To walk towards the Path of Life, penance must be done from a conscious intention of either desiring to love of God (finial fear) or from fear of suffering from God’s just punishments (servile fear) driving our actions.
Penance can also be done to come to know God, to need His help or to obey the Church, but we must desire to stop sinning if we are to hope for grace to be sent to help us at all. However, if we want to be walking towards Life, it must be driven from Fear of the Lord (finial or servile fear). To learn more please read “What is Fear of the Lord).
When driven by Fear of the Lord and our love for God is great enough, our sins are atoned for based on the degree of our love for God.
There are different kinds and degrees of penances we can perform, out of sorrow and love or even fear, to help make right our wrongs. We can do something so simple as pray a prayer or seek great mortification (punishment of our bodies). The saints, who understood well the horror of sin, knew a simple prayer wasn’t satisfactory to atone for their (or others) life time of sins and sought great penances, even though merit comes from our great love for God not necessarily the “act” of penance its self, and that can be from even the least act of charity, if it is done from a heart with great love. But those of great love for God want to suffer greatly, like Jesus did for us, to send much grace, from our act of love, for others salvation.
First Interior Conversion
However, performing great or any penances means nothing to God if we haven’t converted in our heart. Frankly, great outward penances are a mockery to God if our hearts don’t truly want to stop sinning. So one MUST focus on obtaining a heart that desperately wants to love God–to sin no more–before we can even expect to receive any grace from penance.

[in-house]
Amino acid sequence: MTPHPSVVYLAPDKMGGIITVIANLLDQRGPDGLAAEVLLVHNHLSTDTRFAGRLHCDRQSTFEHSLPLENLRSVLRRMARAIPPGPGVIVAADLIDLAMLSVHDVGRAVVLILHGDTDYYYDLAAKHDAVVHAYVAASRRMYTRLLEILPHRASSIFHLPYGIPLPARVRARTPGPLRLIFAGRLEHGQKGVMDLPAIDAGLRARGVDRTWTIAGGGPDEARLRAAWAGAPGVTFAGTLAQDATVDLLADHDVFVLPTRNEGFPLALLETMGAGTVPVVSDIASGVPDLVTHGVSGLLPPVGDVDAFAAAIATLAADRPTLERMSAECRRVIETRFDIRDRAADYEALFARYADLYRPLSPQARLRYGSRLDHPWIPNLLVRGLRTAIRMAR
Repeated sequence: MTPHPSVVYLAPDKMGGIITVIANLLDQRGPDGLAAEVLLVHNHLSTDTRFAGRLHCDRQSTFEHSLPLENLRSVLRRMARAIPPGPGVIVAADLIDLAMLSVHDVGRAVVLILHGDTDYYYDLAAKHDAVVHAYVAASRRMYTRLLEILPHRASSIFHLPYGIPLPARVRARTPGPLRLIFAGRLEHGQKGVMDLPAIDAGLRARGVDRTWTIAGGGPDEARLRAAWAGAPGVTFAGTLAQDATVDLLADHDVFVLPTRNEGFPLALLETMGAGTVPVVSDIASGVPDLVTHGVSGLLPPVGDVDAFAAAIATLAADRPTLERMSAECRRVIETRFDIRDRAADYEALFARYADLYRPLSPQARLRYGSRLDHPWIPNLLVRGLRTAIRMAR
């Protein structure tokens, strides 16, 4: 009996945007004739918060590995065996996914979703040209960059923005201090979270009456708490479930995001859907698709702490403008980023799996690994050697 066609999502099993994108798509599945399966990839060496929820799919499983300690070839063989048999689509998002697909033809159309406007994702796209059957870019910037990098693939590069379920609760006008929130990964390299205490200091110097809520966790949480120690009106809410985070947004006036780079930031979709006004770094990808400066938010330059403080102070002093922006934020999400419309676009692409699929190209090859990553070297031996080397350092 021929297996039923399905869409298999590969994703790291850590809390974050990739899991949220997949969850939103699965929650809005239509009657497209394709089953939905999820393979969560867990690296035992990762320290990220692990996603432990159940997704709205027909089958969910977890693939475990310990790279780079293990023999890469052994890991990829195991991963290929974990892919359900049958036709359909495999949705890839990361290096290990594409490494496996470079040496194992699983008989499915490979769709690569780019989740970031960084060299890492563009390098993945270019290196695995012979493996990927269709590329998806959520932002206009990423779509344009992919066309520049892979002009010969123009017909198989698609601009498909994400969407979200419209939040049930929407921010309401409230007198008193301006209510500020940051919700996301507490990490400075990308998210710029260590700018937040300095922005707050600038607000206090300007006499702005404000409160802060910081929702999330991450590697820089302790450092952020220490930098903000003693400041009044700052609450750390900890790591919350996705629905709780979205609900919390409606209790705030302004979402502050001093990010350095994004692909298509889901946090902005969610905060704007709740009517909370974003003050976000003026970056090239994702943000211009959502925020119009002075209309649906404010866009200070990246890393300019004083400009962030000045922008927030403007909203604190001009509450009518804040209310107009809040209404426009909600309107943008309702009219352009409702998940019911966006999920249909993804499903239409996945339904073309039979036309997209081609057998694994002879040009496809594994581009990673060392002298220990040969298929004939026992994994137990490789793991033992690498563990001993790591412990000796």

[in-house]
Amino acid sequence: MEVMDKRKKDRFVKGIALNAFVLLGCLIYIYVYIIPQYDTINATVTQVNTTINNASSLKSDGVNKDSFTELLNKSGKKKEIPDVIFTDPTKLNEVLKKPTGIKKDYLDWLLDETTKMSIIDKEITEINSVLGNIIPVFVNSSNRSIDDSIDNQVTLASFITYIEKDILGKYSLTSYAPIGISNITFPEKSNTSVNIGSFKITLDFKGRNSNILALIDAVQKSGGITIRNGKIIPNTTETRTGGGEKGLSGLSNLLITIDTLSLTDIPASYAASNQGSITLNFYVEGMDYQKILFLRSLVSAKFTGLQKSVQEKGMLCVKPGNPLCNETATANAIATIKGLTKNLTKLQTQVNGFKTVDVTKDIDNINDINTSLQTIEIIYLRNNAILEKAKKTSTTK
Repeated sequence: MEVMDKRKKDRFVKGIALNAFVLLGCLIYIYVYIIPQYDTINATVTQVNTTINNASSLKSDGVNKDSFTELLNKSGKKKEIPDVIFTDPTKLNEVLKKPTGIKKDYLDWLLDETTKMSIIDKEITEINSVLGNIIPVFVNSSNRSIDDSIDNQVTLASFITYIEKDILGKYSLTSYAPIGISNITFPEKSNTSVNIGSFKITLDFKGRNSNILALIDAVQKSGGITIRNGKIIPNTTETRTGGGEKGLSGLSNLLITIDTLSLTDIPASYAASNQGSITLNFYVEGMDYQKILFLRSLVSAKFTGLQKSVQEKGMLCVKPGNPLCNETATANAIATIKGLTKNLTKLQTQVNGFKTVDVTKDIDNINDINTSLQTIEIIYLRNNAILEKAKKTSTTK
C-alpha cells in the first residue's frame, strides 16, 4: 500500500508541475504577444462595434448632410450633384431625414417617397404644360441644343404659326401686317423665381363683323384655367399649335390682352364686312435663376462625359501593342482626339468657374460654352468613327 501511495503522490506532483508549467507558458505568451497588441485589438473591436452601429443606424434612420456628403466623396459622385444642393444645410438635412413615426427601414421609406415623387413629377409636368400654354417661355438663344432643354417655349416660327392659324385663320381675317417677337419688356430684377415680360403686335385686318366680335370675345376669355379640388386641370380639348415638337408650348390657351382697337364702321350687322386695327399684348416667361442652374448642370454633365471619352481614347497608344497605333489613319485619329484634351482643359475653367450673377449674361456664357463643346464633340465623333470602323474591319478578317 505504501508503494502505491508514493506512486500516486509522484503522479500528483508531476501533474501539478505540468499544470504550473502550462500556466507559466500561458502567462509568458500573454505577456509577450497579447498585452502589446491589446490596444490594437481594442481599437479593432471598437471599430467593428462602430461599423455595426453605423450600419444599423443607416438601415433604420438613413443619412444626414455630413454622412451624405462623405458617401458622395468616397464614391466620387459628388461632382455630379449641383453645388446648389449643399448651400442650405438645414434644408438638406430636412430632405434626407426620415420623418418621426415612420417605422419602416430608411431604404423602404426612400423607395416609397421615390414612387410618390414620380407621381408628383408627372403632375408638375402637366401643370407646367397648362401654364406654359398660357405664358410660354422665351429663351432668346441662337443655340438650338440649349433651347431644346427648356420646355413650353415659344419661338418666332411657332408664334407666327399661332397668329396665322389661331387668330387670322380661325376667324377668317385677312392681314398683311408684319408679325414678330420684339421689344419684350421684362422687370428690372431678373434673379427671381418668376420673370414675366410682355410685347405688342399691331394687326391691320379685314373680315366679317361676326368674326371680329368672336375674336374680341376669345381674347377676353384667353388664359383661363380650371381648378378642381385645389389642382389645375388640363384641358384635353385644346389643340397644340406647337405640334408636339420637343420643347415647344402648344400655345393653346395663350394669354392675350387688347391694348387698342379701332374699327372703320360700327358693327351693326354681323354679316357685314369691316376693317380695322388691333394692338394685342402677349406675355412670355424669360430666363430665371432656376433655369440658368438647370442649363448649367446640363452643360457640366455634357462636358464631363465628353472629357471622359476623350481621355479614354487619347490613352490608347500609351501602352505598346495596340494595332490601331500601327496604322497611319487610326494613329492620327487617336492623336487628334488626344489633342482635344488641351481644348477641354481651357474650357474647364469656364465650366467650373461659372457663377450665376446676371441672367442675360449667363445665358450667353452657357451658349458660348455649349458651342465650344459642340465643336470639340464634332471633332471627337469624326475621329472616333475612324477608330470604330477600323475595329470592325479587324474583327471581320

“Jesus’ call to conversion and penance…does not aim first at outward works, “sackcloth and ashes,” fasting and mortification, but at the conversion of the heart, interior conversion. Without this, such [outward] penances remain sterile and false.” (Catechism of the Catholic Church #1430)
Our first penance must be the conversion of the will. Our hearts must desire to relent our will for God’s as a first step. If we desire to abandon all that leads us away from God (to stop all sin) and do what God desires, then we have a heart that can profit from all forms of penance. The greater our sorrow for our sins and desire we have to become a perfect saint, the greater our will to follow Christ will be, and the greater penances we will be able to perform with real love for God.
“He, who desires for My sake to mortify his body with many penances, and not his own will, did not give Me much pleasure.”
–God the Father to St. Catherine of Sienna
Saving Faith is Needed to Atone for Sin
If we haven’t grown wonderfully in our faith from some faith into a saving faith, from successfully removing sin after sin, growing in fantastic love of God from having a great horror for sin, then from our lack of true love for God, our penances won’t yet send the grace to atone for any sins. To learn more please read, “How to Become a Saint.”
However, our acts of penance are very much needed and will send wonderful, much needed, grace depending upon God’s will, our desire and our willingness to accept the grace. This merciful grace is a gift from God, which is meant to help move us towards a saving faith, sanctity and then perfection.
Sacrament of Penance –Confession